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Bones and joints

It’s time to take UK’s musculoskeletal health seriously

skeleton knees running
skeleton knees running

Professor Anthony Woolf 

Chair of Arthritis and Musculoskeletal Alliance (ARMA)

A focus on both the mental and physical affects of living with a musculoskeletal condition is improving treatment, but improving access to relevant treatments should be the sector’s priority.

Living with arthritis, or one of the 150 other musculoskeletal conditions that affect the locomotor system, can have multiple effects on a person’s life, going well beyond the physical symptoms.

Thankfully, today we have a greater understanding of the interaction between someone’s musculoskeletal health and their mental health.

The link between physical and mental health

A painful condition that limits a person’s abilities to work or enjoy life can see their mental health suffer. By taking a more holistic approach to treatment, we combat both the causes and symptoms of musculoskeletal conditions.

Anxiety and depression will sometimes actually manifest themselves as musculoskeletal pain.

Anxiety and depression will sometimes manifest themselves as musculoskeletal pain. We now know that improving an individual’s mood may help them cope better with that pain. Similarly, increasing an individual’s physical activity levels could positively affect their mental health.

Professor Anthony Woolf, Chairman of the Arthritis and Musculoskeletal Alliance (ARMA), says raising awareness of both the personal and economic costs of living with a musculoskeletal condition is vital in the effort to combat their wider impact on society.

The biggest cause of disability globally and in the UK

“Musculoskeletal conditions are the biggest cause of disability both globally and in the UK, and measuring the increasingly broad impact of what are often invisible conditions is something that those in the sector have worked tirelessly for,” he says.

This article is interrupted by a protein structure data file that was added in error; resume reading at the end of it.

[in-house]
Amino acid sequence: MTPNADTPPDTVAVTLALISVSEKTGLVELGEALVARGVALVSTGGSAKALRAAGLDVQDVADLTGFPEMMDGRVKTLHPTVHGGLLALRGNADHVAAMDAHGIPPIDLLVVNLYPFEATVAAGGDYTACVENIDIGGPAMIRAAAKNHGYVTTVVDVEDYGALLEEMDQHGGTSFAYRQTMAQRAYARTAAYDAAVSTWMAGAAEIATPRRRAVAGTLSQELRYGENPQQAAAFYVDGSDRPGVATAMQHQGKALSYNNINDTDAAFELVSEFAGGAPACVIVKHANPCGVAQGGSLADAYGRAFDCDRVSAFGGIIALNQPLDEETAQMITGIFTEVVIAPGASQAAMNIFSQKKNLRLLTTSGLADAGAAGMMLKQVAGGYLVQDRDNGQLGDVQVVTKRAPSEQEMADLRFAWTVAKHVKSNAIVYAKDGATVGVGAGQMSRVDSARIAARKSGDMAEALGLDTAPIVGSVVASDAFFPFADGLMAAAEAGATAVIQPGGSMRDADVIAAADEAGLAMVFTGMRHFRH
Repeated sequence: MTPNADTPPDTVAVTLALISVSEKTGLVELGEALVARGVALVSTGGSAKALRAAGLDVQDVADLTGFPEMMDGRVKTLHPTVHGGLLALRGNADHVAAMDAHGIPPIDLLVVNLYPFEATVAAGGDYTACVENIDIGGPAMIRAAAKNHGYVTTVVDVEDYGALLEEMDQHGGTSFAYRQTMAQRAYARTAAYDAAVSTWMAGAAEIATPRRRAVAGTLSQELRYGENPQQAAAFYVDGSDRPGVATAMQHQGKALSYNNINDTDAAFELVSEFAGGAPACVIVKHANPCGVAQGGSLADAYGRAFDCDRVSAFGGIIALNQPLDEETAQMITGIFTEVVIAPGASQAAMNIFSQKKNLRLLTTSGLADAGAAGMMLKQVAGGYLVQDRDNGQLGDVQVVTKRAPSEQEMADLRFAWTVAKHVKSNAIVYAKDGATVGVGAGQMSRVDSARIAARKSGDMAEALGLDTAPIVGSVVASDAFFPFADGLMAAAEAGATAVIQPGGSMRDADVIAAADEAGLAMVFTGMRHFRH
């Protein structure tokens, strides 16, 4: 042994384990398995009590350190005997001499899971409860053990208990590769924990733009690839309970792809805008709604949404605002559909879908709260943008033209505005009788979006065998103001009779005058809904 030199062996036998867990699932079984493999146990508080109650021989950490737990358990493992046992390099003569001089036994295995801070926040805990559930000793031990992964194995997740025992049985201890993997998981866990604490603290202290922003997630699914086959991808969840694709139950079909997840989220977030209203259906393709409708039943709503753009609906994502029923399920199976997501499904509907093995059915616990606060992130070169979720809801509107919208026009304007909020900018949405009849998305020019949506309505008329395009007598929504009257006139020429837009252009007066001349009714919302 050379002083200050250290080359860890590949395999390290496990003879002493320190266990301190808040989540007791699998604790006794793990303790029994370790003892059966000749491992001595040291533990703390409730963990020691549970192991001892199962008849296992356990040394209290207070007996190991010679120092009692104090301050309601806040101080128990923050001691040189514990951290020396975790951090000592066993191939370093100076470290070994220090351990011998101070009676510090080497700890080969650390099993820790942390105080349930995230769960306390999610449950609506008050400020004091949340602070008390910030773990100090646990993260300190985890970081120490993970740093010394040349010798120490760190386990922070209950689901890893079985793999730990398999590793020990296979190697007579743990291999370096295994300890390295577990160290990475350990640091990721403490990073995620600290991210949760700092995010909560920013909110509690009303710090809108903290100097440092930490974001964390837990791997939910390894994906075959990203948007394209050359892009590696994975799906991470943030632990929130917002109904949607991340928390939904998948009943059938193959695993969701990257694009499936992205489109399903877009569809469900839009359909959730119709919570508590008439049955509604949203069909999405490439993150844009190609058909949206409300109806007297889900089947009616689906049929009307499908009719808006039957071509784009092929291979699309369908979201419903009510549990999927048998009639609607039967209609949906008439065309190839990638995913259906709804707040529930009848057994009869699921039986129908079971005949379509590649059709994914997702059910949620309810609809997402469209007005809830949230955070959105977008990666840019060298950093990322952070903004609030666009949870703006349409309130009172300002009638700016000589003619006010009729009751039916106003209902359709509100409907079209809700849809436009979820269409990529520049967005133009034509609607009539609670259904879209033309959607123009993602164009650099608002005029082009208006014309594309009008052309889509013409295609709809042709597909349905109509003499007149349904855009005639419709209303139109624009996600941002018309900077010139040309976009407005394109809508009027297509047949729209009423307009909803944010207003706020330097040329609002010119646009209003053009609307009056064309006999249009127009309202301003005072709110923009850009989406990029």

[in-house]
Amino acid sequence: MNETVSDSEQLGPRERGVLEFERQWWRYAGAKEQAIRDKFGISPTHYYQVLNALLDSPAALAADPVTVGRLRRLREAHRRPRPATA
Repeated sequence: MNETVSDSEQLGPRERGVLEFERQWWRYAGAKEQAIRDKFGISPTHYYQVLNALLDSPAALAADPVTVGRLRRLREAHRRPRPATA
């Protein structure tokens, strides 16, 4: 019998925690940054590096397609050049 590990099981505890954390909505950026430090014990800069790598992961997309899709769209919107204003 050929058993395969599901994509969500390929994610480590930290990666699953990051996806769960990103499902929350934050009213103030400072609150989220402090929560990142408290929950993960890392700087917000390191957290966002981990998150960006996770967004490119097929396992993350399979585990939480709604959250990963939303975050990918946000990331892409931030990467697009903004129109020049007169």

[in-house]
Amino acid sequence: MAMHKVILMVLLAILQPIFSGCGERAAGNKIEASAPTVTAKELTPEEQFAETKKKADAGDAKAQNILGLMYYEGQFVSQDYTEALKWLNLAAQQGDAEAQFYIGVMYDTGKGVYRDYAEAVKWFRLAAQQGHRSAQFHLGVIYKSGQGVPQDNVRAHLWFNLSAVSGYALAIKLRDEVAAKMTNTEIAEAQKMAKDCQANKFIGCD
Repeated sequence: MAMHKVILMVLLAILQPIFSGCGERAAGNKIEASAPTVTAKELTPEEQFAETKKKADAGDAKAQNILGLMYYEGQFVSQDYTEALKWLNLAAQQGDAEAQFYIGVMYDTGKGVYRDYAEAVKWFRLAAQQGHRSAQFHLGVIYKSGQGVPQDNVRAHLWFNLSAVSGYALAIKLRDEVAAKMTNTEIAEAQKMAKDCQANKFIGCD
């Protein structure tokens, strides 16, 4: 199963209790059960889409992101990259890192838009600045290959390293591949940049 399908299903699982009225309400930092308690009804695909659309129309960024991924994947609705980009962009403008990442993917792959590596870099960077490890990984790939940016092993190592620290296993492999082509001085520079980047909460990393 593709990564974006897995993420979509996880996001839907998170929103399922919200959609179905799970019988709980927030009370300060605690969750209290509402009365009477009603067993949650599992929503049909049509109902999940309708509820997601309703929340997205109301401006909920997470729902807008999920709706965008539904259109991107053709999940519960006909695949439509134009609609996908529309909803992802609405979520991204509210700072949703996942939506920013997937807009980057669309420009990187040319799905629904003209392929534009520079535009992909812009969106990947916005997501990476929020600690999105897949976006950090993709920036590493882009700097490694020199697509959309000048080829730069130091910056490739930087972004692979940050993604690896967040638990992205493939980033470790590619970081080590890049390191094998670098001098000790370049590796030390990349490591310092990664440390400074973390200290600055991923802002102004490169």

“There’s the personal cost to the individual to think about, but also the economic cost of the healthcare that person will require, and the impact of them being out of work. There really is a lot to gain from working to improve musculoskeletal health in the UK.”

Indeed, there is a positive side to this increased prevalence for arthritis and similar conditions. Realising their increased impact should see developments in the sector, leading to further innovations in technology and other treatments. Those innovations are already present to an extent, with cost-effective surgical interventions and dramatic improvements in biologics that target inflammatory conditions.

A recent study in the World Health Organization bulletin calling for a ‘global response’ to musculoskeletal conditions confirmed their impact is growing, with ageing populations exacerbating the impact over people’s lifetimes.

Help people to help themselves

Professor Woolf insists it is time to take a positive, pragmatic approach to the issue.

“There’s much more of a focus now on how we can actually manage these problems more effectively and help people to help themselves,” he says.

“There are a lot of high value, simple measures that need to be made more available, such as self management and physiotherapy.”

Providing clearer treatment pathways for patients is a priority, as a condition’s impact is lessened if patients can access the help they need more quickly.

“If they do get a problem, they can see the right person at the right time to get the right treatment,” Woolf says. 

ARMA continue to work closely with NHS England and Public Health England to build those clearer pathways, making treatment more accessible while also helping individuals in managing their own conditions.

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